The Physicians Foundation, a nonprofit advocacy group, recently stated that the average doctor spends at least 20% of his time on uncompensated tasks, a figure that has nearly doubled in the last decade due to a flurry of new rules and regulations. For the average family practice physician, that equates to roughly $60,000 a year in lost revenue—even higher for other medical specialties.
Fortunately, there are things doctors can do to cut down on their unpaid work and spend more of their time on revenue generating tasks. See if any work for your practice situation.
Streamline the referral and prior authorization process
Every medical practice is familiar with the economic burden of the patient prior authorization process; a more recent survey showed that physicians spend between 15 and 20 minutes per authorization, especially with more insurers requiring a peer-to-peer call for many procedures. For many small to medium sized practices, assigning these tasks to a single staff member makes good financial sense. If your prior authorization volume warrants, you may even want to hire someone specifically to manage the process, even on a part-time basis. A cost-benefit analysis will likely show that the new staff person is an overall cost savings to the practice—and it’s certain to reduce the paperwork aggravation for providers.
Related: Learn More About Health1’s Billing Services
Re-evaluate your documentation methods
Many providers have moved to various digital documentation methods in their daily practice, whether that’s voice recognition, point-and-click template driven notes, or keyboard entry into an electronic health record. The approach for many, however, has been to accept whatever the EHR vendor recommended at the time the system was implemented—and that may not be the most efficient for each individual provider, especially for specialty procedures with documentation-heavy medical necessity requirements. Some practices have moved to a scribe model of documentation. Although a scribe may cost between $10 and $17 per hour, he or she can easily improve a physician’s daily productivity by 10% or more, more than covering any salary costs. Physicians who have moved to this model also report improved overall documentation and fewer denials, an additional boost to your practice’s bottom line.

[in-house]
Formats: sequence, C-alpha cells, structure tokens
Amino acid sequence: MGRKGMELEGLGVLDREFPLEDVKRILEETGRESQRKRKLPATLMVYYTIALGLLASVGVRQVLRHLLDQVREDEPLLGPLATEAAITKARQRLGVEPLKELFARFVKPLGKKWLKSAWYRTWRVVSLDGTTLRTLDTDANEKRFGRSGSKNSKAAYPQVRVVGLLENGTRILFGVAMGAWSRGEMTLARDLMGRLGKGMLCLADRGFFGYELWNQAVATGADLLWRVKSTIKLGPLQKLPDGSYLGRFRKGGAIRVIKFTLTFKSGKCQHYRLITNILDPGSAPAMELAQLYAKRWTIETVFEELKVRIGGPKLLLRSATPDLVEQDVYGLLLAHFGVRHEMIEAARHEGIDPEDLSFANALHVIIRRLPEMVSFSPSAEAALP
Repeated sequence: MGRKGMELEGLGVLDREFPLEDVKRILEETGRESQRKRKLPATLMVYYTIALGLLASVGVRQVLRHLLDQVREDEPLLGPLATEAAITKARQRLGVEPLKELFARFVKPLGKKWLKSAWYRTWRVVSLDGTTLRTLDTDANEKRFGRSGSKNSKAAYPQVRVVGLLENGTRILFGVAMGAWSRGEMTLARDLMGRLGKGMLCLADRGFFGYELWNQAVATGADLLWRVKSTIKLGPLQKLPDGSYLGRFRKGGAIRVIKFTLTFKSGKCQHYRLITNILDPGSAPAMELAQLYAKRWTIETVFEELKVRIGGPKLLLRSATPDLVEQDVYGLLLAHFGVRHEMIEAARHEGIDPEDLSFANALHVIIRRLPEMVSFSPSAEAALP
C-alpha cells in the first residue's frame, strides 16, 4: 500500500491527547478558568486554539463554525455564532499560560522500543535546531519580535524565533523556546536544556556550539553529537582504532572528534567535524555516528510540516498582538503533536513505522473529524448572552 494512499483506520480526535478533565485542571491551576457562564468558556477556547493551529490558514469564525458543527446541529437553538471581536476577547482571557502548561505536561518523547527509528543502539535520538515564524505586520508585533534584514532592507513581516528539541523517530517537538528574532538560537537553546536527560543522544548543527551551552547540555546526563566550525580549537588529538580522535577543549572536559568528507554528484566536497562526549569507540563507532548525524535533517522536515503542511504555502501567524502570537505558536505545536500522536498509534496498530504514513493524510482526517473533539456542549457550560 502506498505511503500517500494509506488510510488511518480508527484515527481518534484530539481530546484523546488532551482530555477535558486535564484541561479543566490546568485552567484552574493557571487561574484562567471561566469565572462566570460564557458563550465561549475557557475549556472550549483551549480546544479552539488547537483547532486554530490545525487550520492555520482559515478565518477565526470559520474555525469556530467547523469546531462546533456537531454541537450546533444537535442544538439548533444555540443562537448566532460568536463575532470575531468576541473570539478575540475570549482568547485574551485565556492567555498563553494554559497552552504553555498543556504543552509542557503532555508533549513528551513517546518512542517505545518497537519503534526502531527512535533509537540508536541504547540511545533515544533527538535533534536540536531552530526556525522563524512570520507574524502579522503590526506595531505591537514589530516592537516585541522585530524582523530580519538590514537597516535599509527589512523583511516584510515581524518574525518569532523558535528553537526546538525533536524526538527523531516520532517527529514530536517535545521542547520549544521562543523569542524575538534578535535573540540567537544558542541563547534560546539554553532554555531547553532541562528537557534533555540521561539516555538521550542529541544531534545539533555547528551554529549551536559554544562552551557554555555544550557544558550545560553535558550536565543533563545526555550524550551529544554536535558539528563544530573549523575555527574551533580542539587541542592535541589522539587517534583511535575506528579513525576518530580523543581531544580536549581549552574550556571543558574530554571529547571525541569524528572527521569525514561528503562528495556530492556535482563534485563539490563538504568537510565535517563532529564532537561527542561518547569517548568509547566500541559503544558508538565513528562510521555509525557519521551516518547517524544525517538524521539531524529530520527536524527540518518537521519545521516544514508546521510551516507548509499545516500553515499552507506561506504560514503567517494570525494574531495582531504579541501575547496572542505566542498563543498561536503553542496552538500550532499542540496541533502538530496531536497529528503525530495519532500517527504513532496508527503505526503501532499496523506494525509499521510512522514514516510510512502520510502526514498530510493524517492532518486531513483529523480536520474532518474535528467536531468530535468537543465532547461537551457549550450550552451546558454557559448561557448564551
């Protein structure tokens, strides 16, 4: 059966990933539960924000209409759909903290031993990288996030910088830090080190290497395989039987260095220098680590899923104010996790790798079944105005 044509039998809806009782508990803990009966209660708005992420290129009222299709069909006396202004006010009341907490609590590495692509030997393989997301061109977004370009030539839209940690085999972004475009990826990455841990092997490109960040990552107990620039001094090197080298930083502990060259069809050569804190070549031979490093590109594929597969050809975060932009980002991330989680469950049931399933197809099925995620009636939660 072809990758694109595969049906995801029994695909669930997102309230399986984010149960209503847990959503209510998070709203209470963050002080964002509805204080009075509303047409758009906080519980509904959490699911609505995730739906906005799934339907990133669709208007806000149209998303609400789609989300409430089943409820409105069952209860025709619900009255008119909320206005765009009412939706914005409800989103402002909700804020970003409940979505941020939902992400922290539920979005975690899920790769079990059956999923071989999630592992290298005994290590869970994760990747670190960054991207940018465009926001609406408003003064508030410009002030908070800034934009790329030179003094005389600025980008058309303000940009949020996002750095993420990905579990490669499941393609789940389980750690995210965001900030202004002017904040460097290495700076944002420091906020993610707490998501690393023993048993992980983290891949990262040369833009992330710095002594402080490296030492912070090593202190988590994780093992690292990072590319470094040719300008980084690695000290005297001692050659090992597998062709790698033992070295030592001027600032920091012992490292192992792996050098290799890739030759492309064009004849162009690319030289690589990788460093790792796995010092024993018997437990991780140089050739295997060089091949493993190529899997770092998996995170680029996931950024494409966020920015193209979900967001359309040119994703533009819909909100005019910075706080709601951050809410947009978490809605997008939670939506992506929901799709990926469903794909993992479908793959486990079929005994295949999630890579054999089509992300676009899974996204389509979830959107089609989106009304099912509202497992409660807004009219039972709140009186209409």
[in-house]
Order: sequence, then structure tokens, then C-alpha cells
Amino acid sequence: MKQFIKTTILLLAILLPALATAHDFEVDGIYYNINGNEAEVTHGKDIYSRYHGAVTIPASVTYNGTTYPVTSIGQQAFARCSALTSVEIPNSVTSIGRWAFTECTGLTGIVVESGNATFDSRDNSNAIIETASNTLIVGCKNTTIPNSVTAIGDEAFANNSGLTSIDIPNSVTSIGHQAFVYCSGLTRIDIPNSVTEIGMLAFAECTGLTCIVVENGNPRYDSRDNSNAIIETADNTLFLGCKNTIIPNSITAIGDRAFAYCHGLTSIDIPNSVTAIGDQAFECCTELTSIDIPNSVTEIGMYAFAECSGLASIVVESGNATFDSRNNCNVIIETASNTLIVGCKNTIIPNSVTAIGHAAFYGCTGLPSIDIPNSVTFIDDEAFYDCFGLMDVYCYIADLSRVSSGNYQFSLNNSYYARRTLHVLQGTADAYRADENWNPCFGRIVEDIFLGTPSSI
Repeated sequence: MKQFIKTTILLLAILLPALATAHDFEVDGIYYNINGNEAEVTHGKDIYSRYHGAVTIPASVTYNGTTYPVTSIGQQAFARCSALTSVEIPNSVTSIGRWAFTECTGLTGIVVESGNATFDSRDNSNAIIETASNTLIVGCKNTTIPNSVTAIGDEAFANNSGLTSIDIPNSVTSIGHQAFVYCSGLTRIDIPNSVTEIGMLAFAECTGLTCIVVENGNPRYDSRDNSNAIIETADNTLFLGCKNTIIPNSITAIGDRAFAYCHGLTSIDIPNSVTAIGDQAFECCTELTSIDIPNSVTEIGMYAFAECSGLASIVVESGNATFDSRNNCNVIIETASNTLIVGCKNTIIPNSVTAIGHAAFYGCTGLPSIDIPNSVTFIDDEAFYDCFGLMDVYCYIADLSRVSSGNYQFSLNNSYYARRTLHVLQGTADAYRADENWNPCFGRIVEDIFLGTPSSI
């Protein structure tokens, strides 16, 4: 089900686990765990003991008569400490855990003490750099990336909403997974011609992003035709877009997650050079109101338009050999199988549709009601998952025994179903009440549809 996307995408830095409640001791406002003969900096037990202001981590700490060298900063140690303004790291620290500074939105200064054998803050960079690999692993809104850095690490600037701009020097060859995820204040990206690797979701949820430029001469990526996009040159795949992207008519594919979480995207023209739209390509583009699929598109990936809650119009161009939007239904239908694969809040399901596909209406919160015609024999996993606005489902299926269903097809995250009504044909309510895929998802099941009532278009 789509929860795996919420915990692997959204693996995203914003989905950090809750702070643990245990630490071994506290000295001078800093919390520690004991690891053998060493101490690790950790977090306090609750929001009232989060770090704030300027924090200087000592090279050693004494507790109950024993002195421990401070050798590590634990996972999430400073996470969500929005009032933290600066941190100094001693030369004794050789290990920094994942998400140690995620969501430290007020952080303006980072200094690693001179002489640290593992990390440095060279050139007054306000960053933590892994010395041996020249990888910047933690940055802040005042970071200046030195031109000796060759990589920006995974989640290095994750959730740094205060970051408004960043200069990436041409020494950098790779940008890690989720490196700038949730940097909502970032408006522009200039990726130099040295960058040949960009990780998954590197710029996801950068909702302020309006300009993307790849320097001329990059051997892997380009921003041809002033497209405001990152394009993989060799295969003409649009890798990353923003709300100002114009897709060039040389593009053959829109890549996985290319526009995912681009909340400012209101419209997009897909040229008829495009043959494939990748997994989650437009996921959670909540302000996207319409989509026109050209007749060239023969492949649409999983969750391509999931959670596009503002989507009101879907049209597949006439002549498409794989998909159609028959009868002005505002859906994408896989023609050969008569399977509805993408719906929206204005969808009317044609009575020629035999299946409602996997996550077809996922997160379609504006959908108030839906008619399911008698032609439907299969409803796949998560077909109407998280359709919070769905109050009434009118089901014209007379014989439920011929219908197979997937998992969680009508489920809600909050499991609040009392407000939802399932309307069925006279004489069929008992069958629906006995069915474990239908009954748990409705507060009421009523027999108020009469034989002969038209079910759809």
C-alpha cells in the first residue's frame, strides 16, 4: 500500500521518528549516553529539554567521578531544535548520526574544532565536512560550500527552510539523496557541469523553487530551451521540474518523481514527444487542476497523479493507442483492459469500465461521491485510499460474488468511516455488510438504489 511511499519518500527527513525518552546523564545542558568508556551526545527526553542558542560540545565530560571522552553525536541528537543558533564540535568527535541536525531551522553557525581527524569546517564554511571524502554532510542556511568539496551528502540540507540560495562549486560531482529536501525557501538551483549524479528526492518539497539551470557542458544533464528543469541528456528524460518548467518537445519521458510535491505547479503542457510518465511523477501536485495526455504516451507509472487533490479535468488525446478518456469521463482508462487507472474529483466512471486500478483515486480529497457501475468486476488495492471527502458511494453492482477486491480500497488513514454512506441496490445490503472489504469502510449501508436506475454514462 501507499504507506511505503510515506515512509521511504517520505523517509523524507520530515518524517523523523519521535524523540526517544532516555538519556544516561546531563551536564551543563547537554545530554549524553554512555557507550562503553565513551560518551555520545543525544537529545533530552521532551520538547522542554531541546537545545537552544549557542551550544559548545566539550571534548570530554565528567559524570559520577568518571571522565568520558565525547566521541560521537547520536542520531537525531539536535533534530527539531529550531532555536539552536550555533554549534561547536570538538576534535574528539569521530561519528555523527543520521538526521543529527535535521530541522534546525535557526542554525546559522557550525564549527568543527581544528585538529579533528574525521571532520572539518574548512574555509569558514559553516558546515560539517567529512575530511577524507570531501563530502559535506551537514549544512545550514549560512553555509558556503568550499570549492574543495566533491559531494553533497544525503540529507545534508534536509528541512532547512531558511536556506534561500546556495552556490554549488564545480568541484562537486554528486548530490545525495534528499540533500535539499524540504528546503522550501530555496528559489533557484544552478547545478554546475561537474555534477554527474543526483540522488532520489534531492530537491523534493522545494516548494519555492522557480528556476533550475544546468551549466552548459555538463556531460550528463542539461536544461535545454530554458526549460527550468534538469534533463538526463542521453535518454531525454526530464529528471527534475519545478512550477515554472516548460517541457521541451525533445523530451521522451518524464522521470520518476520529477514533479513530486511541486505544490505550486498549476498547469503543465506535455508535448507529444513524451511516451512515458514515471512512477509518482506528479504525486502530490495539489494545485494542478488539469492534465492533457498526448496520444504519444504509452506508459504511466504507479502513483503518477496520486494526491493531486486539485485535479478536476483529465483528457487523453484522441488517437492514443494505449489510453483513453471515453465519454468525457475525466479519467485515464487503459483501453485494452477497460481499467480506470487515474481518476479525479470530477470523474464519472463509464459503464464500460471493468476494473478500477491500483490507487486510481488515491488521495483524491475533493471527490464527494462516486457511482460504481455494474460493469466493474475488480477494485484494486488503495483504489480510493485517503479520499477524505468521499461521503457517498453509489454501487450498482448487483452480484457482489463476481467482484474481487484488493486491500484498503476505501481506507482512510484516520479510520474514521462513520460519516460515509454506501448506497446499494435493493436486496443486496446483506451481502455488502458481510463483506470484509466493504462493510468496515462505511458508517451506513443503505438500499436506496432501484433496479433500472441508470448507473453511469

Related: Improve Medical Billing Collections by Front Desk – 5 Tips
Be prudent about uncompensated family conferences
A provider can’t bill for his time talking over progress, treatment goals, or other issues with family members unless the patient is present. As any physician can attest, these family phone calls and impromptu meetings can easily consume 20 or 30 minutes each. To turn these conferences and calls into compensated care, invite family members to join you in the patient’s scheduled face-to-face visits in the office or at the hospital or nursing home where the patient is being treated. Of course, this isn’t always practical, but providers who make a conscious effort to encourage these joint visits can significantly reduce the amount of unpaid time spent meeting with their patient’s loved ones.
Triage your EHR portal messages
Many practices now use an electronic health record with a patient portal as a way to eliminate barriers to communication between patient and provider. The problem comes when doctors are stuck handling routine inquiries about things such as insurance coverage or medication refills—a process that can consume up to 30 or 40 minutes per day for many providers. Assigning a non-credentialed staff person to the task of triaging all incoming portal messages ensures that routine tasks are handled at the lowest possible level and provider time is reserved only for those messages requiring his or her time.
The bottom line
Sometimes, something as simple as keeping a clock on the wall behind the patient during an office visit is enough of a boost to keep providers focused on time, but for most, a more systematic approach to increased productivity is required. Contact the experts at Health 1 if you’d like to know more about how to get compensated for more of your time!
Sam Solo says
I like your tip about assigning small practices to single staff members. This would make sense so that all the work is divided up in an efficient manner. I imagine that hospitals would cut costs substantially if they did what you are suggesting.